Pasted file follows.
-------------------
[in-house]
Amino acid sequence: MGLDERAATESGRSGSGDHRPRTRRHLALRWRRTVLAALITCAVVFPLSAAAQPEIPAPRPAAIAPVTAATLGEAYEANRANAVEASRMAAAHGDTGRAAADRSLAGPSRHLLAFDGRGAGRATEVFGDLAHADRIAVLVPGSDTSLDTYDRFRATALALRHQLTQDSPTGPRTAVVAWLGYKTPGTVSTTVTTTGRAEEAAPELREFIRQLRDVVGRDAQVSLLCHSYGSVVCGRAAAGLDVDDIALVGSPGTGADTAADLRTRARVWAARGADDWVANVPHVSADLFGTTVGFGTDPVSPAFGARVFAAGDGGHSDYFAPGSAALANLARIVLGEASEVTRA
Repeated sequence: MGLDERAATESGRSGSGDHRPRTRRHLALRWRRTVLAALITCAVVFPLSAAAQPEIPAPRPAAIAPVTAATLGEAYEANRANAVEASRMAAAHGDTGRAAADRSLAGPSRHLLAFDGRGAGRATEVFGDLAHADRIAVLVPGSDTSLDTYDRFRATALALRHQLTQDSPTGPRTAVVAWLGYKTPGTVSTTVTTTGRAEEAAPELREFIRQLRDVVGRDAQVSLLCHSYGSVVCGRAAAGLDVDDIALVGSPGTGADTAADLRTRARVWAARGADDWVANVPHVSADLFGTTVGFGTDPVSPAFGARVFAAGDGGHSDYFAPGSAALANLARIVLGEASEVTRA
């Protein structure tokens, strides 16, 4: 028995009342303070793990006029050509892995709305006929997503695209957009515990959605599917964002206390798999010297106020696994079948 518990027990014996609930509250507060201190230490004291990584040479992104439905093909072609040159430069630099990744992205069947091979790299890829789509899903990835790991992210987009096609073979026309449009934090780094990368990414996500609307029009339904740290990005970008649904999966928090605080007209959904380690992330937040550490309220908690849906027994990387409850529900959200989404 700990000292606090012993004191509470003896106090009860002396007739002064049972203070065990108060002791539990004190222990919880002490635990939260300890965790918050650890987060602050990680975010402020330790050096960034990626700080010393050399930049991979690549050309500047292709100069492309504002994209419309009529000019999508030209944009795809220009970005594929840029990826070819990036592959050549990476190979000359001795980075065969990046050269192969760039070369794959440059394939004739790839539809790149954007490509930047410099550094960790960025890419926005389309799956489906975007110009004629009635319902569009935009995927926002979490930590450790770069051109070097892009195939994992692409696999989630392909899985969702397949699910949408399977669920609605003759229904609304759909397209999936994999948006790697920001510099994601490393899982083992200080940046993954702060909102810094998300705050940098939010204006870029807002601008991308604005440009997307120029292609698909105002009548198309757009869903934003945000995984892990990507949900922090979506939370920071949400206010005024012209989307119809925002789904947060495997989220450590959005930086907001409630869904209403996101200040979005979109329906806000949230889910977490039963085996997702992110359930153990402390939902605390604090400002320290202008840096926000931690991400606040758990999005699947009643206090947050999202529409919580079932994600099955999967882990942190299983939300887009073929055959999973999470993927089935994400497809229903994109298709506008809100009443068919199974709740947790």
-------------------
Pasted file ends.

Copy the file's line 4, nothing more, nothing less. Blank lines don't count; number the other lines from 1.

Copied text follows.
């Protein structure tokens, strides 16, 4: 028995009342303070793990006029050509892995709305006929997503695209957009515990959605599917964002206390798999010297106020696994079948 518990027990014996609930509250507060201190230490004291990584040479992104439905093909072609040159430069630099990744992205069947091979790299890829789509899903990835790991992210987009096609073979026309449009934090780094990368990414996500609307029009339904740290990005970008649904999966928090605080007209959904380690992330937040550490309220908690849906027994990387409850529900959200989404 700990000292606090012993004191509470003896106090009860002396007739002064049972203070065990108060002791539990004190222990919880002490635990939260300890965790918050650890987060602050990680975010402020330790050096960034990626700080010393050399930049991979690549050309500047292709100069492309504002994209419309009529000019999508030209944009795809220009970005594929840029990826070819990036592959050549990476190979000359001795980075065969990046050269192969760039070369794959440059394939004739790839539809790149954007490509930047410099550094960790960025890419926005389309799956489906975007110009004629009635319902569009935009995927926002979490930590450790770069051109070097892009195939994992692409696999989630392909899985969702397949699910949408399977669920609605003759229904609304759909397209999936994999948006790697920001510099994601490393899982083992200080940046993954702060909102810094998300705050940098939010204006870029807002601008991308604005440009997307120029292609698909105002009548198309757009869903934003945000995984892990990507949900922090979506939370920071949400206010005024012209989307119809925002789904947060495997989220450590959005930086907001409630869904209403996101200040979005979109329906806000949230889910977490039963085996997702992110359930153990402390939902605390604090400002320290202008840096926000931690991400606040758990999005699947009643206090947050999202529409919580079932994600099955999967882990942190299983939300887009073929055959999973999470993927089935994400497809229903994109298709506008809100009443068919199974709740947790």